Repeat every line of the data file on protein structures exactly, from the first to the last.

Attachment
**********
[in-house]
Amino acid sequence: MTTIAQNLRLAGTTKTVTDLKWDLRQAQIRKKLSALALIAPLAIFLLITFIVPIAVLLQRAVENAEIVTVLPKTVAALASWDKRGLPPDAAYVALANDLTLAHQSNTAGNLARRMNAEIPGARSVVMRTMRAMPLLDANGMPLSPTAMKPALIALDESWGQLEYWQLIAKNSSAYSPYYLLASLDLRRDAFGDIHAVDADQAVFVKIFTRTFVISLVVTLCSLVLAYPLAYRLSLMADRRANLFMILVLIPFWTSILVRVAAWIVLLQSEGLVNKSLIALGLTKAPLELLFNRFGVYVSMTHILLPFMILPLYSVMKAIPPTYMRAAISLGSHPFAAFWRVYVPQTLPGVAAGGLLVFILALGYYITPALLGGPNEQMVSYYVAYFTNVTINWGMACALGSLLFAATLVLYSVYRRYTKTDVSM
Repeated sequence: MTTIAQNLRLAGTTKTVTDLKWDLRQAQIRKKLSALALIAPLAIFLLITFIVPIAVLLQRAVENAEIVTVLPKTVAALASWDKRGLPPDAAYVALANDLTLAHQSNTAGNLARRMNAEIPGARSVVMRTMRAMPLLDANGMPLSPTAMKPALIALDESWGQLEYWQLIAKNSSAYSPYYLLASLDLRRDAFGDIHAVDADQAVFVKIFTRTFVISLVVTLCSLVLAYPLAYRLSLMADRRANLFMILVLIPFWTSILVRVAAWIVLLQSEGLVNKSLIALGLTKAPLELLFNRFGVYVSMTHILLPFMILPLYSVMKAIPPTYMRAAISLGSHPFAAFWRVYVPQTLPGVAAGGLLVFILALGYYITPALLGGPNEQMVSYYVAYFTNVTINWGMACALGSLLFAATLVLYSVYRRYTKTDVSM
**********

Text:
[in-house]
Amino acid sequence: MTTIAQNLRLAGTTKTVTDLKWDLRQAQIRKKLSALALIAPLAIFLLITFIVPIAVLLQRAVENAEIVTVLPKTVAALASWDKRGLPPDAAYVALANDLTLAHQSNTAGNLARRMNAEIPGARSVVMRTMRAMPLLDANGMPLSPTAMKPALIALDESWGQLEYWQLIAKNSSAYSPYYLLASLDLRRDAFGDIHAVDADQAVFVKIFTRTFVISLVVTLCSLVLAYPLAYRLSLMADRRANLFMILVLIPFWTSILVRVAAWIVLLQSEGLVNKSLIALGLTKAPLELLFNRFGVYVSMTHILLPFMILPLYSVMKAIPPTYMRAAISLGSHPFAAFWRVYVPQTLPGVAAGGLLVFILALGYYITPALLGGPNEQMVSYYVAYFTNVTINWGMACALGSLLFAATLVLYSVYRRYTKTDVSM
Repeated sequence: MTTIAQNLRLAGTTKTVTDLKWDLRQAQIRKKLSALALIAPLAIFLLITFIVPIAVLLQRAVENAEIVTVLPKTVAALASWDKRGLPPDAAYVALANDLTLAHQSNTAGNLARRMNAEIPGARSVVMRTMRAMPLLDANGMPLSPTAMKPALIALDESWGQLEYWQLIAKNSSAYSPYYLLASLDLRRDAFGDIHAVDADQAVFVKIFTRTFVISLVVTLCSLVLAYPLAYRLSLMADRRANLFMILVLIPFWTSILVRVAAWIVLLQSEGLVNKSLIALGLTKAPLELLFNRFGVYVSMTHILLPFMILPLYSVMKAIPPTYMRAAISLGSHPFAAFWRVYVPQTLPGVAAGGLLVFILALGYYITPALLGGPNEQMVSYYVAYFTNVTINWGMACALGSLLFAATLVLYSVYRRYTKTDVSM